The multinational Anatolian Eagle (AE) training (like Israel, the Turks also have a domestic version in winter) provides high level tactical training in a realistic real-time high-threat combat environment. Up to 60 combat aircraft participate in training scenarios over an area 200 x 120 miles (umm, that’s a lot of Kms for my European fan) with a further training area over the sea south of Antalya. For those of you who don’t know, Turkiye is pretty big, 302,450 sq miles, or 20% bigger than Texas, and much of the Anatolian region is open countryside, with snow covered mountains and semi-arad plateaus, ideal for intensive Air Force training.
Since its inception, 15 guest countries have participated in AE with a total of some 2000 aircraft (admittedly, mainly from the Turkish Air Force) flying over 25,000 sorties.
Those of you living in Tel Aviv may hear a rustle in your hedgerow morning and evening, actually it’s usually a pair of these, Royal Air Force Typhoons heading for some patrolling east of us. Four were present at Konya (only one broke down when we were there)
AE consists of three basic missions;
OCA ( Offensive counterair) the suppression of an enemy’s military air power, primarily through ground attacks targeting enemy air bases: disabling or destroying parked aircraft, runways, fuel facilities, hangars, air traffic control facilities and other aviation infrastructure.
DCA (defensive counterair) defensive measures designed to detect, identify, intercept, and destroy or negate enemy forces attempting to attack or penetrate the friendly air environment.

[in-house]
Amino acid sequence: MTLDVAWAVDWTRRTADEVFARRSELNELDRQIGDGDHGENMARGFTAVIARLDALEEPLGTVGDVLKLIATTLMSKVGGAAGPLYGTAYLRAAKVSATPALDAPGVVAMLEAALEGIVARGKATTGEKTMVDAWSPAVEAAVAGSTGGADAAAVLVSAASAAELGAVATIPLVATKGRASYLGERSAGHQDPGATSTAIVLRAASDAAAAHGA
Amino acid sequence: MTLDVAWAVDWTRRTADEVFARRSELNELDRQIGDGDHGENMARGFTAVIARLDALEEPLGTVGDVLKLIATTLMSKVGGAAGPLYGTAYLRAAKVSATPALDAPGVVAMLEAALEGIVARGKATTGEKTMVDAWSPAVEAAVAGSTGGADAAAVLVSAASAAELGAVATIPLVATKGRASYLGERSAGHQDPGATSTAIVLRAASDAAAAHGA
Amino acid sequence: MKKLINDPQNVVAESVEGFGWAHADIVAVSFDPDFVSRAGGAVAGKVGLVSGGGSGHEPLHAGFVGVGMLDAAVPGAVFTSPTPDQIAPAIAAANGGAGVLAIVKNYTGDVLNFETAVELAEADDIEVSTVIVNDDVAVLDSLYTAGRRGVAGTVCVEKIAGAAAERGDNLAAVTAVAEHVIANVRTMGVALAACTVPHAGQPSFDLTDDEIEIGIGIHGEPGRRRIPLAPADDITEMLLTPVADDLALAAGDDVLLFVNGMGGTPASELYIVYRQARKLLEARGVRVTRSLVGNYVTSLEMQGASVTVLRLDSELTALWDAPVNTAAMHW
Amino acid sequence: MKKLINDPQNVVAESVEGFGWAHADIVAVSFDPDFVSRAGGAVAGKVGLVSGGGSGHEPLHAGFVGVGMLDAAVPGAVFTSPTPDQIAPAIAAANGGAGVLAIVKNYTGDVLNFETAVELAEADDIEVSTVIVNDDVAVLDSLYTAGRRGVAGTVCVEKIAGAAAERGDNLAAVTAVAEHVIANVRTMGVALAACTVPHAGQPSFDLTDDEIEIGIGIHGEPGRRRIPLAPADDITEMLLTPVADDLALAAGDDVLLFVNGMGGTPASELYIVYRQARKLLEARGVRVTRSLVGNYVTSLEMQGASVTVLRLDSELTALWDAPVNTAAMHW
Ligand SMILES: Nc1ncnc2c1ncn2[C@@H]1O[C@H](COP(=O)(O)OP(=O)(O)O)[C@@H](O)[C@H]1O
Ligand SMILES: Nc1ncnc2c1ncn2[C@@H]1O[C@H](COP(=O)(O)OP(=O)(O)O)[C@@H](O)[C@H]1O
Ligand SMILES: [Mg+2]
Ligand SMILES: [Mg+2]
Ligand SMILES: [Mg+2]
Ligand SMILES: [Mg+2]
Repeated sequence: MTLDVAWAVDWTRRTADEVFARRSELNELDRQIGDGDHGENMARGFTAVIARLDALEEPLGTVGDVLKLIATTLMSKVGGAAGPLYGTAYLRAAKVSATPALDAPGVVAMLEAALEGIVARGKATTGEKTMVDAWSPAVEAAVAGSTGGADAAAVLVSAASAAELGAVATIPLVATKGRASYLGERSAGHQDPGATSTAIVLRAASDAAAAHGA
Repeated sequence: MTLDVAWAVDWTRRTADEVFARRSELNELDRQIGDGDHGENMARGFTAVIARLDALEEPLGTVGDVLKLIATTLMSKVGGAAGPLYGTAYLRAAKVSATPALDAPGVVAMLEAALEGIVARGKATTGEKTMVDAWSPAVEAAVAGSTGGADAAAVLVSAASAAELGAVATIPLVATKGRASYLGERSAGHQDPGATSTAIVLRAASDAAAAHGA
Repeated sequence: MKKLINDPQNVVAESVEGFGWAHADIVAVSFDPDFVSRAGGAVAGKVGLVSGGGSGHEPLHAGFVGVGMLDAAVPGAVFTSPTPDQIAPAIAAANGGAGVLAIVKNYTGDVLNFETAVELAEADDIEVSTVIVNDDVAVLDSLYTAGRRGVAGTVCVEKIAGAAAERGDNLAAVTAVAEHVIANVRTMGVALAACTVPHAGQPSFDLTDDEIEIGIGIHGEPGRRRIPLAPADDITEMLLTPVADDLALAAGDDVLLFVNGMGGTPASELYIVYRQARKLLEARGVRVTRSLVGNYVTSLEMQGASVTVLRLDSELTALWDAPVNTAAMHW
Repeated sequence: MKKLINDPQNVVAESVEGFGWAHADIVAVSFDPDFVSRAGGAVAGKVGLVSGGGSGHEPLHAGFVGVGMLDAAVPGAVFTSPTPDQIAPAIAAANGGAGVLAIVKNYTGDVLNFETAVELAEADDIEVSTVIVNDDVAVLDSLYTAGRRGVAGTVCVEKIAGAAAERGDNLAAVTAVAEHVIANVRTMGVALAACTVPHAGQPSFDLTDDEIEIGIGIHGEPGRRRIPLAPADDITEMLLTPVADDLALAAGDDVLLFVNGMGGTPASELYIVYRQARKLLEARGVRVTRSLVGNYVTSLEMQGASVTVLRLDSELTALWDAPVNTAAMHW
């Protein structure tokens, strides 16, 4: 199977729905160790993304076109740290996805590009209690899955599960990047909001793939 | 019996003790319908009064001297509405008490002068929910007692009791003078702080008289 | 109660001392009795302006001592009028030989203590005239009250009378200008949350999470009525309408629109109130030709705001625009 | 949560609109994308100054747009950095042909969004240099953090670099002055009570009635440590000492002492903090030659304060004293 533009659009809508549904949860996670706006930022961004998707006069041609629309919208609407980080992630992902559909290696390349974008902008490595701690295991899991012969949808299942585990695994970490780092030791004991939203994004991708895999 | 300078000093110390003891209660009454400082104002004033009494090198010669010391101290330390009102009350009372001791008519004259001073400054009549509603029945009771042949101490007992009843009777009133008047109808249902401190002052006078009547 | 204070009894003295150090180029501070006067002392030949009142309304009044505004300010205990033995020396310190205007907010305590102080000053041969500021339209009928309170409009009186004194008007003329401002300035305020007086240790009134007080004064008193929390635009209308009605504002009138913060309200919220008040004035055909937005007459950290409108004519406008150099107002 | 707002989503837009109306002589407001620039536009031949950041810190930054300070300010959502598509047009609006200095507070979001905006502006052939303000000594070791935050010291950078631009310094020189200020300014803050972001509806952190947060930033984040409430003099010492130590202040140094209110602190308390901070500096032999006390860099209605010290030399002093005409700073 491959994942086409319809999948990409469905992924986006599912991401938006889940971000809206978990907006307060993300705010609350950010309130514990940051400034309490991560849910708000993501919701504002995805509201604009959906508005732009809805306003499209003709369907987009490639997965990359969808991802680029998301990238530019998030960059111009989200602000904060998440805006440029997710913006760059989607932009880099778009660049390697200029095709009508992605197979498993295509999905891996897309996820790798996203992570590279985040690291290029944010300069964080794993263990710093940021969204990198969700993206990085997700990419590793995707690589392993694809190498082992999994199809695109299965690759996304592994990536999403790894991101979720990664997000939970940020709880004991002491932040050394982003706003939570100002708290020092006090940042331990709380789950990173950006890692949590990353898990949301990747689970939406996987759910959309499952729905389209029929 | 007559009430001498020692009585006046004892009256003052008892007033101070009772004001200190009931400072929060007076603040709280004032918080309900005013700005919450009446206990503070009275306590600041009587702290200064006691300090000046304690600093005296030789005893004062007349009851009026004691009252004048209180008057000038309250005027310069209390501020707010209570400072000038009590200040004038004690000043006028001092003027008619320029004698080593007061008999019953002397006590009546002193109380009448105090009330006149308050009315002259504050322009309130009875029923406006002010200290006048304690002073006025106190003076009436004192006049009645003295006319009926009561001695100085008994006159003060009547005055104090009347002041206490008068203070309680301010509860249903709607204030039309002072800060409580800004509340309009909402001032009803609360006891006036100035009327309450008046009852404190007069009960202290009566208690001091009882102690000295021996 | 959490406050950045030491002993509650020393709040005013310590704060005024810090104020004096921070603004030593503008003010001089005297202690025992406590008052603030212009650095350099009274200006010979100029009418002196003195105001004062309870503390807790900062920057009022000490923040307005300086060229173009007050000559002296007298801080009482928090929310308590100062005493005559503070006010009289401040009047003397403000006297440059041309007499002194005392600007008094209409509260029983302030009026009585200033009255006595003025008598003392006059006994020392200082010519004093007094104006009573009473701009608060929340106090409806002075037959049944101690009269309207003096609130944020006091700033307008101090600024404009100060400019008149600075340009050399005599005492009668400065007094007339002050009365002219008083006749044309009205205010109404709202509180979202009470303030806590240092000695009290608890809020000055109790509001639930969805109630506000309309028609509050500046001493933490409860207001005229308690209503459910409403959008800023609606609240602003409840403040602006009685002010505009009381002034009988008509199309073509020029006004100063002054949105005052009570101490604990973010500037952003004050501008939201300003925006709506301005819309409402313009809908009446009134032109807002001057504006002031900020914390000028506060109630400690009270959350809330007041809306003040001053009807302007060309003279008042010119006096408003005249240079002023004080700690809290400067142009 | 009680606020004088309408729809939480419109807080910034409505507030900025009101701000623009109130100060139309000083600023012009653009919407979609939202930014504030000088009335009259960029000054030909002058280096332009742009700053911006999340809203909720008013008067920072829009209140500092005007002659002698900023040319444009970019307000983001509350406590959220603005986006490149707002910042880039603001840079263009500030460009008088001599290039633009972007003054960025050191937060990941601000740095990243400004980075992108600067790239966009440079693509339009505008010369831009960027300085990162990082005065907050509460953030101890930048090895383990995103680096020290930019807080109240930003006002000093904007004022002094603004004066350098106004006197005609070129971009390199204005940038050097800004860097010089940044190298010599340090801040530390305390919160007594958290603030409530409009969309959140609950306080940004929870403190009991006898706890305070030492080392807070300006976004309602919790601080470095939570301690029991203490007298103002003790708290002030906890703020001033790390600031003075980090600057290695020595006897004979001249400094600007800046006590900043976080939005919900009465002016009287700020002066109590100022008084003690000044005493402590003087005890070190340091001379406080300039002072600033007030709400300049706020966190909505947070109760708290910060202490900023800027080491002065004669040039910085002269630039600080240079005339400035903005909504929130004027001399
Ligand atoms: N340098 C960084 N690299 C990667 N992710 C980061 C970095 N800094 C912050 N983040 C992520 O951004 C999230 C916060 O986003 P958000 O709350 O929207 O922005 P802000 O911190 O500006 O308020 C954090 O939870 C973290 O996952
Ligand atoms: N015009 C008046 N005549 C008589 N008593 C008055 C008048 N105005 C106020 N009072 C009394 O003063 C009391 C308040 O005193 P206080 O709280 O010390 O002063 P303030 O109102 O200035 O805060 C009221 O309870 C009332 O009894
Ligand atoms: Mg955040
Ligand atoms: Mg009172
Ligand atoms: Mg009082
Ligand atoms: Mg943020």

SEAD (Suppression of enemy air defenses) is defined as military action that neutralizes, destroys, or temporarily degrades surface-based enemy air defenses by destructive and/or disruptive means.
The “conformal” fuel tanks on this TAF F-16D look remarkably similar to those manufactured in Israel for our Sufa F-16Is and all F-16 export customers. Remarkable.
Thus, many military platforms, munitions, and processes contribute to SEAD, including reconnaissance and surveillance, stand-off jamming, employment of air-to-surface munitions, and electronic and infrared (IR) countermeasures.
The objectives of the exercise are to increase the operational training level of the pilots, air defense crews and ground personnel in a realistic operational environment. The multinational nature of the exercise also provides a forum for an exchange of ideas and doctrines, and afterwards, to take the lessons learned back to their home squadrons to improve tactics and procedures and raise operational effectiveness.
Obviously never seen at Blue Flag (well, not number1 squadon RJAF, by me, at least) but proudly displaying their colours is this elderly “Netz” formerly in use in the Royal Dutch Air Force
Starved of local multinational training, Israel began looking at the Blue Flag air force exercise which began a few years later at Ovda AFB, and today the Eastern Mediterranean is blessed with both the aforementioned exercises, plus the annual Iniochos meeting in Greece. Consequently, while Israel has changed horses to play with the Greeks, Turkey continues to host other local Air Forces; Qatar, Azerbaijan, Jordan (who of course have been at the last four Blue Flags, despite what Good King Abdullah II would have you believe), Pakistan, Saudi Arabia and a number of NATO members.
You can never have too many Phantom shots
With the IAF training recently in Cyprus undoubtedly these former friends are keeping a watching brief over each other and, when logic and proportion return to our leaders, foolishness and differing beliefs can be replaced by mutual trust and respect, and maybe Turkish F-16s will once again grace our southern Arava skies.
… because I was inverted…
Until then, this “blogger” will continue to visit our militarily strongest neighbour, enjoy great hospitality, cheap prices (did I already mention that) and uncrowded roads!